Stress responses comes in a wide range of manifestations from mild worrying to more physical responses such as nausea, insomnia, shortness of breath and panic attacks. Some anxiety is a healthy response to the stress of daily life and new situations; however, anxiety that occurs randomly or excessively is a sign to take notice. Chinese herbal formulas can help balance both the mental and physical symptoms of anxiety and help to create harmony and spaciousness. Those living in a chronic state of being "stressed-out" often fail to understand the devastating effect that ongoing stress has on our physical health and how it contributes to the development of disease.
Chronic stress often manifests in to depression. It is estimated that 20% of the population is depressed at some point in their life. Common symptoms of depression include a sense of apathy, cynicism or anger toward someone or something, isolating oneself, crying spells and over-consumption of food and/or alcohol. Depression may be compounded in some people by SAD, Seasonal Affective Disorder, which is a type of depression associated with the low light conditions experienced during the winter months.
While modern life has helped make so many aspects of daily living easier, many people still suffer from emotional distress. Subsequently, anxiety, increased stress, and depression are some of the most common conditions affecting individuals. Chinese medicine offers natural, effective, and safe tools to help smooth and balance situations that are challenging your emotional well-being.
Kelly, R. R., McDonald, L. T., Jensen, N. R., Sidles, S. J., & LaRue, A. C. (2019). Impacts of Psychological Stress on Osteoporosis: Clinical Implications and Treatment Interactions. Frontiers in psychiatry, 10, 200. https://doi.org/10.3389/fpsyt.2019.00200
Afrisham, R., Paknejad, M., Soliemanifar, O., Sadegh-Nejadi, S., Meshkani, R., & Ashtary-Larky, D. (2019). The Influence of Psychological Stress on the Initiation and Progression of Diabetes and Cancer. International journal of endocrinology and metabolism, 17(2), e67400. https://doi.org/10.5812/ijem.67400
Albert, M. A., Durazo, E. M., Slopen, N., Zaslavsky, A. M., Buring, J. E., Silva, T., Chasman, D., & Williams, D. R. (2017). Cumulative psychological stress and cardiovascular disease risk in middle aged and older women: Rationale, design, and baseline characteristics. American heart journal, 192, 1–12. https://doi.org/10.1016/j.ahj.2017.06.012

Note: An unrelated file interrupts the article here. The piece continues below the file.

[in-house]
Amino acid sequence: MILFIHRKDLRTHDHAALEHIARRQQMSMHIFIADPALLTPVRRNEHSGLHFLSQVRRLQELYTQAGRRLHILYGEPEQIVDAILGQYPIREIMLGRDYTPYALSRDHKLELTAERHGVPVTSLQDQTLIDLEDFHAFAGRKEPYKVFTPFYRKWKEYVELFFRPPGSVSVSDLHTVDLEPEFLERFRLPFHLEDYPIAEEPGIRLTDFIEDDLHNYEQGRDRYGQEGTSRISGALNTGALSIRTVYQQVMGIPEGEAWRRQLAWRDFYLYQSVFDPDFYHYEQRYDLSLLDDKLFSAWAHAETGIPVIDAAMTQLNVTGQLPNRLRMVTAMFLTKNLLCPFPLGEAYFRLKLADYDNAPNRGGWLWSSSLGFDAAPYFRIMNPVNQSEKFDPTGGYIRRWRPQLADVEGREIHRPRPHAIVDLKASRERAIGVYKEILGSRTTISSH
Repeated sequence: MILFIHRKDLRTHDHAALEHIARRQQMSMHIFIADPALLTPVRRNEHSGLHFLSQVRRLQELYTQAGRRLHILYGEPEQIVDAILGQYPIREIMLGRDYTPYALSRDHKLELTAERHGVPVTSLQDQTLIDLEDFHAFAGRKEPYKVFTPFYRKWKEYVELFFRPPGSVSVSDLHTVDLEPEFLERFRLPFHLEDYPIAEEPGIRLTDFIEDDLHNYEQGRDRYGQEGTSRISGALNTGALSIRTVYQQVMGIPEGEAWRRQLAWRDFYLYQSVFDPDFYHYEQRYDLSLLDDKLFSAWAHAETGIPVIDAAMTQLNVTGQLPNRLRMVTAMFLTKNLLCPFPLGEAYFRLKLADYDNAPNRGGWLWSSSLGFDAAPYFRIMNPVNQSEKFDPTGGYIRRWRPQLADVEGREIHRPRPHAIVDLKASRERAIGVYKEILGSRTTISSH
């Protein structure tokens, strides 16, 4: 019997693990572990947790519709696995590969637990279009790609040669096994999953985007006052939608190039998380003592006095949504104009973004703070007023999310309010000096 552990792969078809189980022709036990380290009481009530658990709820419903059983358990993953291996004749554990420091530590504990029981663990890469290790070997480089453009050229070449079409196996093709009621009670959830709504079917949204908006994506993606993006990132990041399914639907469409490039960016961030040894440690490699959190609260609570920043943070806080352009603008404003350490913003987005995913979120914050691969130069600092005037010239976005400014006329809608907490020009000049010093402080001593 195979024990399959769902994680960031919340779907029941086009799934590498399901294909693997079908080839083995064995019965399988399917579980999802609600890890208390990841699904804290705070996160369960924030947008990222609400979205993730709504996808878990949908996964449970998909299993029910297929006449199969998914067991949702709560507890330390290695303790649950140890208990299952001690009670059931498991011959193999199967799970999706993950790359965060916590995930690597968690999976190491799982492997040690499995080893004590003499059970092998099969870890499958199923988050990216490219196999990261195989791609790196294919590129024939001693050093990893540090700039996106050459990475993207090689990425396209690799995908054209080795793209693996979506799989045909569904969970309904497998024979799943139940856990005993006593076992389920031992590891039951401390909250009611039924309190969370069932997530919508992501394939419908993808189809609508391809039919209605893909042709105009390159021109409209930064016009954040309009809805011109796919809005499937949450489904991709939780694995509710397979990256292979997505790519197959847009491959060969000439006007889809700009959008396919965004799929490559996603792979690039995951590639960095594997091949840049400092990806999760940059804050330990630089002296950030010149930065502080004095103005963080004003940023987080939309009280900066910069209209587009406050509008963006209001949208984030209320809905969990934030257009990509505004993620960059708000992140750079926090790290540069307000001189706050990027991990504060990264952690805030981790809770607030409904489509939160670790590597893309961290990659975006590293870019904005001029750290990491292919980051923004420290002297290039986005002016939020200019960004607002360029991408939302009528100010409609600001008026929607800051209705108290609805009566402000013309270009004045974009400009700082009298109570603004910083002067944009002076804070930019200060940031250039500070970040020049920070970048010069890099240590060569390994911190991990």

Carroll, D., Ginty, A. T., Whittaker, A. C., Lovallo, W. R., & de Rooij, S. R. (2017). The behavioural, cognitive, and neural corollaries of blunted cardiovascular and cortisol reactions to acute psychological stress. Neuroscience and biobehavioral reviews, 77, 74–86. https://doi.org/10.1016/j.neubiorev.2017.02.025
Wang, L., Muxin, G., Nishida, H., Shirakawa, C., Sato, S., & Konishi, T. (2007). Psychological stress-induced oxidative stress as a model of sub-healthy condition and the effect of Traditional Chinese Medicine. Evidence-based complementary and alternative medicine : eCAM, 4(2), 195–202. https://doi.org/10.1093/ecam/nel080
Dr. Browne's Shared Insights and Experiences
A 32 year old woman came to me for assistance in fertility issues. She had not experienced a menstrual cycle since she was 16 years old. She and her husband were very well connected in the lake community where I practiced just north of Charlotte, NC as she had an active massage practice and her husband was a personal trainer. When she conceived four months later I had a line out my clinic door with women (and some men) struggling with infertility.
Over the years I noticed an interesting co-incident between these patients; they all arrived in a state of stress and worry over their inability to conceive. Traditional Chinese medicine has a calming effect and just about the time these patients stopped fretting over conception, BANG, they would be pregnant!
All of the current scientific research tells us that stress will negatively impact our health. But, this was the clearest demonstration of the relationship between psychological stress and physical wellness I had ever witnessed.